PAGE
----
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MDS 2021 | GBA-associated PD: stratifying patients based on GBA variants

Glucocerebrosidase (GBA) mutations represent the largest known genetic risk factor for the development of Parkinson’s disease (PD), with 15 – 20% of patients with PD carrying a heterozygous GBA mutation. Enza Maria Valente, MD, PhD, IRCCS Mondino Foundation & University of Pavia, Pavia, Italy, outlines the clinical features of GBA-associated PD and the current research efforts to improve our understanding of the various phenotypes associated with different GBA variants. As not all individuals with a GBA mutation will develop PD, efforts are ongoing to understand how to predict disease onset in asymptomatic carriers. Several markers of disease conversion have been assessed. Additionally, there is also heterogeneity within individuals who do convert to GBA-associated PD. As larger cohorts have been assessed, there is increasing evidence to support a stratification of these patients based on the specific GBA variant present. Prof. Valente discusses the need to detailed characterization of genotype-phenotype correlations to enable accurate prognostication and to discover therapeutic strategies that may specifically tackle the pathogenetic mechanism underlying GBA dysfunction in order to prevent or delay disease progression. This interview took place during the 2021 International Congress of Parkinson’s Disease and Movement Disorders.

Transcript (edited for clarity)

Thank you very much for this opportunity. This is really an important and very hot topic in Parkinson’s disease genetics nowadays. As you know, GBA, it’s really the most important genetic factor predisposing to Parkinson’s disease that we know so far. It reaches a prevalence that can be up to 15 to 20% of patients with PD may carry a heterozygous GBA variant. Because it is so common, which is something unusual for a genetic factor, there is a major research effort in trying to understand better the progression of the disease, the phenotypes associated to the variants, GBA variants, and also trying to discover efficient therapeutic strategies that may specifically tackle the pathogenetic mechanism underlying this GBA dysfunction, in order to prevent or delay the progression of the disease in these patients...

Thank you very much for this opportunity. This is really an important and very hot topic in Parkinson’s disease genetics nowadays. As you know, GBA, it’s really the most important genetic factor predisposing to Parkinson’s disease that we know so far. It reaches a prevalence that can be up to 15 to 20% of patients with PD may carry a heterozygous GBA variant. Because it is so common, which is something unusual for a genetic factor, there is a major research effort in trying to understand better the progression of the disease, the phenotypes associated to the variants, GBA variants, and also trying to discover efficient therapeutic strategies that may specifically tackle the pathogenetic mechanism underlying this GBA dysfunction, in order to prevent or delay the progression of the disease in these patients.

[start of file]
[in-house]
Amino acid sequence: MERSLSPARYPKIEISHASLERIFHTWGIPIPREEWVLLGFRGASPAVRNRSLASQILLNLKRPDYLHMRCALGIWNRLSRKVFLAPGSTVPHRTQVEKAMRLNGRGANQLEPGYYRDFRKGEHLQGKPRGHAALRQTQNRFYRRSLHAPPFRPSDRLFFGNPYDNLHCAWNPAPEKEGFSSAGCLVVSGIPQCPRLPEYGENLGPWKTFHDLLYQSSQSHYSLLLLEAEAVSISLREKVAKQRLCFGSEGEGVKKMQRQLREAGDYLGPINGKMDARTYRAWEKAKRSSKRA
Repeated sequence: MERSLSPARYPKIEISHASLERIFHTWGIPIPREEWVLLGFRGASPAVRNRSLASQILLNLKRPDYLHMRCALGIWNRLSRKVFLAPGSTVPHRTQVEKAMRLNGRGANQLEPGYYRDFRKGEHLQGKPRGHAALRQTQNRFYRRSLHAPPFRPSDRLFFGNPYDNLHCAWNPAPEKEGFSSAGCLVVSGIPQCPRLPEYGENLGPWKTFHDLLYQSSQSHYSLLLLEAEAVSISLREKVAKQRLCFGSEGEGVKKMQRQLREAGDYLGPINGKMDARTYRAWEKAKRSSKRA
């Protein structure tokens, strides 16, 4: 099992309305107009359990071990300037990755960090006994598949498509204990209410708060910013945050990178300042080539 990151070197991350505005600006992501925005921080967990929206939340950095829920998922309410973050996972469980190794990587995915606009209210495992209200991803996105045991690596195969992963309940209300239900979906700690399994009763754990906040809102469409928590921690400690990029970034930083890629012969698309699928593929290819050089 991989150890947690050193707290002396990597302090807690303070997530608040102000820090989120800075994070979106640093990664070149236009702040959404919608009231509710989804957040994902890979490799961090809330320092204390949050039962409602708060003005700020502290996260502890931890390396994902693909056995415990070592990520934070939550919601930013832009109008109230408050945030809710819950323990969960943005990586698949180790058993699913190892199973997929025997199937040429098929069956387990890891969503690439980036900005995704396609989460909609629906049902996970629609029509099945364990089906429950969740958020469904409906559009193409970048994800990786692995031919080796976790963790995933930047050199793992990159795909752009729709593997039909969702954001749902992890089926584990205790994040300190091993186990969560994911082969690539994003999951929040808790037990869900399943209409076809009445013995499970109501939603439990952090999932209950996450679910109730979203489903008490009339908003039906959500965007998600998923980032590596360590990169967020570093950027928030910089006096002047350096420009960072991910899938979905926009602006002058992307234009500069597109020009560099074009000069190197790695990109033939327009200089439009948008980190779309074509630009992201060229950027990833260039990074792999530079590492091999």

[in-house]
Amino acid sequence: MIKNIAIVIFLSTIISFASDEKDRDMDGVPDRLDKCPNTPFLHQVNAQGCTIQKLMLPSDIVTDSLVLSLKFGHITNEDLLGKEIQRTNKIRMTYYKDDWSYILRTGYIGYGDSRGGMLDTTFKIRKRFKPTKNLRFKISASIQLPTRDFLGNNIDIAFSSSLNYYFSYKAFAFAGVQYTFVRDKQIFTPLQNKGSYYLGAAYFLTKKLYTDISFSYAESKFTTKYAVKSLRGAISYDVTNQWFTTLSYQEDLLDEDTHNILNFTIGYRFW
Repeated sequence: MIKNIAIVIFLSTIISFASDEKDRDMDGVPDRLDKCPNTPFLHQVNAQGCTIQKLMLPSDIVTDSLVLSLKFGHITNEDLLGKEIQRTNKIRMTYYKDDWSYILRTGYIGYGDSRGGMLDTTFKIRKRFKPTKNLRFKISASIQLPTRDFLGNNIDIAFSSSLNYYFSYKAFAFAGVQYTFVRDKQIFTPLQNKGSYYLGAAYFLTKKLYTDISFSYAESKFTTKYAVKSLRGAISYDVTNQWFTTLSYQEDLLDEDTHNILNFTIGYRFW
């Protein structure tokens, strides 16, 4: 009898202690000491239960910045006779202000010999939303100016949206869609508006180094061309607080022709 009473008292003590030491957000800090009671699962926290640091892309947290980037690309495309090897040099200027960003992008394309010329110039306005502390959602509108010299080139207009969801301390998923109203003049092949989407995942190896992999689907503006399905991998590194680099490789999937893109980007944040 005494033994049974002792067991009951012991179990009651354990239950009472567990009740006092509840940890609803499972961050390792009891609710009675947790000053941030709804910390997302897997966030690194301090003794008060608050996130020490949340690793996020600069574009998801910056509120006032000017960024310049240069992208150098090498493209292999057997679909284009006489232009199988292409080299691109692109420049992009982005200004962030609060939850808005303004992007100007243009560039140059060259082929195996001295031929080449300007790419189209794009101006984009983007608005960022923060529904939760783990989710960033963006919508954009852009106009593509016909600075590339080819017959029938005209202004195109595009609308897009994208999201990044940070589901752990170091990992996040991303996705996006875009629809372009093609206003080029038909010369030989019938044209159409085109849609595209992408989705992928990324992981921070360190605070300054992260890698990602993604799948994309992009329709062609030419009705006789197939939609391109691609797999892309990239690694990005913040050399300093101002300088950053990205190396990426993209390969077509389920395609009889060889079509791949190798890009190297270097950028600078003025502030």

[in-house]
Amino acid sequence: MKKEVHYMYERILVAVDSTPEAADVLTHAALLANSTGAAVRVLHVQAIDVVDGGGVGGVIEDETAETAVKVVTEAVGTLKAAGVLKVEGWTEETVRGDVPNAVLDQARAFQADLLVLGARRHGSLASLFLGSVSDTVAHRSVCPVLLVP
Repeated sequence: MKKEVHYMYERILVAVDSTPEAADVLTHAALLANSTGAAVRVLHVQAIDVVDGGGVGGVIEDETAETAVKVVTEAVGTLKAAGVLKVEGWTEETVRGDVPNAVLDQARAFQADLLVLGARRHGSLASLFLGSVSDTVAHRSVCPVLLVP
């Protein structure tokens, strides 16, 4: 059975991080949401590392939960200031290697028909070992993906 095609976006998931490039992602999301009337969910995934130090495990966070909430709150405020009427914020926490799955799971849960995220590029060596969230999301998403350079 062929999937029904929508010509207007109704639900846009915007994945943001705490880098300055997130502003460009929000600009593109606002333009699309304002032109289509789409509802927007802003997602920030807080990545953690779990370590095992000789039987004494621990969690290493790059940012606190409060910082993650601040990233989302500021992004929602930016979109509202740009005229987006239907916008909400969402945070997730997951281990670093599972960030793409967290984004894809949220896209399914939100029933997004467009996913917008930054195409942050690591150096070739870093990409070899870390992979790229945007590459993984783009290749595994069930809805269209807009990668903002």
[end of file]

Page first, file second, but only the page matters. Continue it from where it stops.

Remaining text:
GBA variants are heterozygous variants, so they are transmitted to about 50% of offspring. This is also very important in terms of genetic counseling, because the offspring of patients who carry a variant have themselves a 50% chance of having inherited this variant. Of course, this doesn’t mean that they will develop the disease for sure, because this is only a risk factor. We know that there are many healthy individuals carrying heterozygous, GBA variants, and never developing the disease throughout their life, but still it is important to know. This cohort of asymptomatic carriers really represent a very important group of people because they have a higher risk of developing the disease and there is also a lot of research effort in the direction of identifying markers of disease conversion, so how many of them will eventually develop PD, and there are some early biomarkers that can predict that some of them will become affected while some others will not. And if not, are there any protective mechanisms that prevent diseases to develop? So, research is very hot on this.

Another very important aspect is the phenotype of course, as you asked me about the clinical features. Overall, it was only discovered that the presence of GBA variants is associated with a Parkinson’s disease phenotype, which seems a little bit more aggressive than idiopathic PD in terms of an earlier age of onset, and definitely a higher occurrence of non-motor features such as cognitive dysfunction and eventually dementia in some cases, or autonomic dysfunction or psychiatric disturbances and so on. Now with more and more studies, and now that very large cohorts of patients have been studied in the world, it is becoming evident that there is a stratification based on the type of variants that patients have.

So now what the researchers are trying to do, and there are big consortia in the world, trying to put cases together to start the larger cohorts. It is not just important to say ‘GBA positive’ or ‘GBA negative’, but it also very important to see which specific mutation and variant the patient carries, because some mild variants are associated with a milder phenotype, while the presence of different types of variants that affect more the enzymatic activity of the gene, such as those that were called severe variants or complex alleles, seem to be associated with more severe presentation and earlier presentation of the disease.

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